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Monday, May 22, 2017
- Environmentalists and the police clashed violently Friday in the centre of the Chilean capital when activists presented the government with a petition containing 18,000 signatures to protest a planned mining project on the Argentine border which could destroy three glaciers in the Andes mountains.
Environmentalists and the police clashed violently Friday in the centre of the Chilean capital when activists presented the government with a petition containing 18,000 signatures to protest a planned mining project on the Argentine border which could destroy three glaciers in the Andes mountains.
The Carabineros, militarised police, charged the activists when they tried to place chunks of ice in the Plaza de la Constitución in front of the La Moneda government palace. The ice represented the glaciers that might be destroyed by the Canadian mining giant Barrick Gold Corporation.
The Anti Pascua Lama Front, made up of several environmental groups, accused the police of insulting and shoving them, and Marcel Claude, director of the Oceana Foundation, said the police aggression was “one more proof that in Chile the much-touted democracy that President (Ricardo Lagos) talks about doesn’t exist and that what we have is an authoritarian and repressive model that does not listen to the citizens.”
Speaking with IPS, the environmentalists also cast into doubt the credibility of a report that the Canadian corporation announced to the press Friday, which included modifications of the Pascua Lama mining project.
In the report, the company says it scrapped its plans to move three glaciers in order to gain access to the rich gold, silver and copper deposits underneath. The original plan involved “transplanting” the three to another glacier, with which they were to bond.
Pascua Lama is a binational open pit mining project with an estimated total investment of 1.5 billion dollars. The deposits, which would have an expected mine life of 17 years, straddle the Chilean-Argentine border high up in the Andes mountains, with 75 percent of the deposits in Chile and 25 percent in Argentina.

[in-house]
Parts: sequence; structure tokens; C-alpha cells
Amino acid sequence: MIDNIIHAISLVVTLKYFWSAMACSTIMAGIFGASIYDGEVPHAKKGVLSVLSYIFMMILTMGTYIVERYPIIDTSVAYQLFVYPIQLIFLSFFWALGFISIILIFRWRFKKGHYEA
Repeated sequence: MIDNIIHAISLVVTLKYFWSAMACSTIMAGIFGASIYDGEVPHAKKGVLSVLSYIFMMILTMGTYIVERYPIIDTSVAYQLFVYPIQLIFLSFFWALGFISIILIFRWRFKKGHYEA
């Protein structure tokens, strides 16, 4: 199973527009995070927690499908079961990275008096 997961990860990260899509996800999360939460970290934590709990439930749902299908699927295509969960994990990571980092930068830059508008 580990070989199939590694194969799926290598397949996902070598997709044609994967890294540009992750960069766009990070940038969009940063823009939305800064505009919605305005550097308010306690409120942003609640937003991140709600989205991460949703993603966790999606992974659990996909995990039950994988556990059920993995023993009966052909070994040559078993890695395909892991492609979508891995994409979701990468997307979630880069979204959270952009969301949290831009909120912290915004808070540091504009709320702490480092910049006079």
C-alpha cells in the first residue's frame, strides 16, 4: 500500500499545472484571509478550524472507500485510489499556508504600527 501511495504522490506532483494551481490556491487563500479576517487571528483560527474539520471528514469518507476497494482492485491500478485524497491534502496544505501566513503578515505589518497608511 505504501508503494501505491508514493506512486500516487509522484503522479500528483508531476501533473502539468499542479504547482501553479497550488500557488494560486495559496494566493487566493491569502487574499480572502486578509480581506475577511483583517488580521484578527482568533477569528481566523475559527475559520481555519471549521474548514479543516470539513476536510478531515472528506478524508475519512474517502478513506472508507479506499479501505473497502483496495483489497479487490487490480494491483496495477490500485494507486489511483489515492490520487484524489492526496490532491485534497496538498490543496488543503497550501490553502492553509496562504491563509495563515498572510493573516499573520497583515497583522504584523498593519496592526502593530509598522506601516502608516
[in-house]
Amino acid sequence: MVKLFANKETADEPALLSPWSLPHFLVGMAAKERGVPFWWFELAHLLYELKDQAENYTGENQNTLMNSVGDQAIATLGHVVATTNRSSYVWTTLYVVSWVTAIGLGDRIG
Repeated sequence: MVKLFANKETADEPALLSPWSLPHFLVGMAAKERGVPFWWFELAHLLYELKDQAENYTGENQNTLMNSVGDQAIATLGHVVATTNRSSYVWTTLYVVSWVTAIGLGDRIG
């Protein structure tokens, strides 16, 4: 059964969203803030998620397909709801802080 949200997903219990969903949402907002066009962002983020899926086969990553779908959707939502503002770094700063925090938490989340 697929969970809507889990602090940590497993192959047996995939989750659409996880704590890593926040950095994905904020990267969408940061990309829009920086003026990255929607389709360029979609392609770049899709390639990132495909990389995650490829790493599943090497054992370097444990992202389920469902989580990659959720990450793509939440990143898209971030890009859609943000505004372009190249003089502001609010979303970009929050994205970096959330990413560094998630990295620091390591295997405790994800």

The proposed mine is located 150 km southwest of the Chilean city of Vallenar, in the province of Huasco, and 300 km northeast of the Argentine city of San Juan, the capital of the western province of that same name.
Environmentalists say that moving the glaciers would hurt the water supplies for 70,000 small farmers in the Huasco Valley. They also complain that Barrick Gold provided “social assistance” to the local community and nearby towns to help persuade them to approve of the initiative.
Fernando González, chairman of the council of Huasco Valley farmers, backs the changes proposed by Barrick, including the decision not to move the glaciers, and the construction of a dam that would make more water available for irrigation, the Santiago newspaper La Tercera reported Friday.
Environmentalists say the biggest consumers of irrigation water in the Huasco Valley, who were initially opposed to the project, are now working closely with Barrick, and that if Pascua Lama is given the green light, they will receive 60 million dollars from the company for infrastructure works.
Oceana spokesman Diego Valderrama told IPS that it is unclear as to how feasible the company’s modified project is, and that the press reports fail to clarify what will happen to the Toro 1, Toro 2 and Esperanza glaciers. “We are wary of this supposed change. A mining project that does not consider the exploitation of underground deposits is very strange,” he said.
Barrick allegedly handed in the report just before the Friday deadline set by CONAMA, the national environment authority, for the company to respond to observations and questions on the project’s environmental impact.
But when asked by the Anti Pascua Lama Front, CONAMA did not confirm that it had received the report, which was based on “a supposed scientific investigation that they were unfamiliar with as well,” said Valderrama.
The local environmental group Sustainable Chile Programme denounced last week that Barrick Gold had manipulated scientific reports to indicate that the Toro 1, Toro 2 and Esperanza were not glaciers but merely masses of ice that could be destroyed – contradicting what the company itself had stated just two months earlier.